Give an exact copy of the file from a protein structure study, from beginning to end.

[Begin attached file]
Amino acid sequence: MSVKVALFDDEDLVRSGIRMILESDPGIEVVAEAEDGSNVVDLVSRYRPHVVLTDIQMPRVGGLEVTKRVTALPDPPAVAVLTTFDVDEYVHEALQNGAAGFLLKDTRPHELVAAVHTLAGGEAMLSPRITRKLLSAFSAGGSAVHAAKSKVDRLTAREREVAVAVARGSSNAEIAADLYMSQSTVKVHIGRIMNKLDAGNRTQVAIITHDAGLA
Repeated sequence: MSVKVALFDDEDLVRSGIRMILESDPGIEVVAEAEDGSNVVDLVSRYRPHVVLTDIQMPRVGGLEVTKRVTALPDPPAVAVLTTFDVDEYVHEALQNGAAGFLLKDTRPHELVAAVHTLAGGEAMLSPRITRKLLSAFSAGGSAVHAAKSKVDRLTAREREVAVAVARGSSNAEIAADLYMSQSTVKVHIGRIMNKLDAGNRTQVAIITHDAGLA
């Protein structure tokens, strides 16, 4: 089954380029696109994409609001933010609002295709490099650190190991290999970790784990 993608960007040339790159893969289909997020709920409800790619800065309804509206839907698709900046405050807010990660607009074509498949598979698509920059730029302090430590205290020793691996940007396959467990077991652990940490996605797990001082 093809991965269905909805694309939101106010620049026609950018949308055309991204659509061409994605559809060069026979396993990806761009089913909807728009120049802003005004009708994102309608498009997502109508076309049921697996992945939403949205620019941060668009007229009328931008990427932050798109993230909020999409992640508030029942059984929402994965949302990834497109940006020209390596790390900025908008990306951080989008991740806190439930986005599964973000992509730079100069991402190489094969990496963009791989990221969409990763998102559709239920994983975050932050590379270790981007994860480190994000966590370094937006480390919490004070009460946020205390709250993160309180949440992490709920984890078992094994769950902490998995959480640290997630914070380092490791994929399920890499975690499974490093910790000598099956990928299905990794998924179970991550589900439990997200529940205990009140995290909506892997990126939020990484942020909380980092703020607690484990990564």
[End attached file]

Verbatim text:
Amino acid sequence: MSVKVALFDDEDLVRSGIRMILESDPGIEVVAEAEDGSNVVDLVSRYRPHVVLTDIQMPRVGGLEVTKRVTALPDPPAVAVLTTFDVDEYVHEALQNGAAGFLLKDTRPHELVAAVHTLAGGEAMLSPRITRKLLSAFSAGGSAVHAAKSKVDRLTAREREVAVAVARGSSNAEIAADLYMSQSTVKVHIGRIMNKLDAGNRTQVAIITHDAGLA
Repeated sequence: MSVKVALFDDEDLVRSGIRMILESDPGIEVVAEAEDGSNVVDLVSRYRPHVVLTDIQMPRVGGLEVTKRVTALPDPPAVAVLTTFDVDEYVHEALQNGAAGFLLKDTRPHELVAAVHTLAGGEAMLSPRITRKLLSAFSAGGSAVHAAKSKVDRLTAREREVAVAVARGSSNAEIAADLYMSQSTVKVHIGRIMNKLDAGNRTQVAIITHDAGLA
């Protein structure tokens, strides 16, 4: 089954380029696109994409609001933010609002295709490099650190190991290999970790784990 993608960007040339790159893969289909997020709920409800790619800065309804509206839907698709900046405050807010990660607009074509498949598979698509920059730029302090430590205290020793691996940007396959467990077991652990940490996605797990001082 093809991965269905909805694309939101106010620049026609950018949308055309991204659509061409994605559809060069026979396993990806761009089913909807728009120049802003005004009708994102309608498009997502109508076309049921697996992945939403949205620019941060668009007229009328931008990427932050798109993230909020999409992640508030029942059984929402994965949302990834497109940006020209390596790390900025908008990306951080989008991740806190439930986005599964973000992509730079100069991402190489094969990496963009791989990221969409990763998102559709239920994983975050932050590379270790981007994860480190994000966590370094937006480390919490004070009460946020205390709250993160309180949440992490709920984890078992094994769950902490998995959480640290997630914070380092490791994929399920890499975690499974490093910790000598099956990928299905990794998924179970991550589900439990997200529940205990009140995290909506892997990126939020990484942020909380980092703020607690484990990564």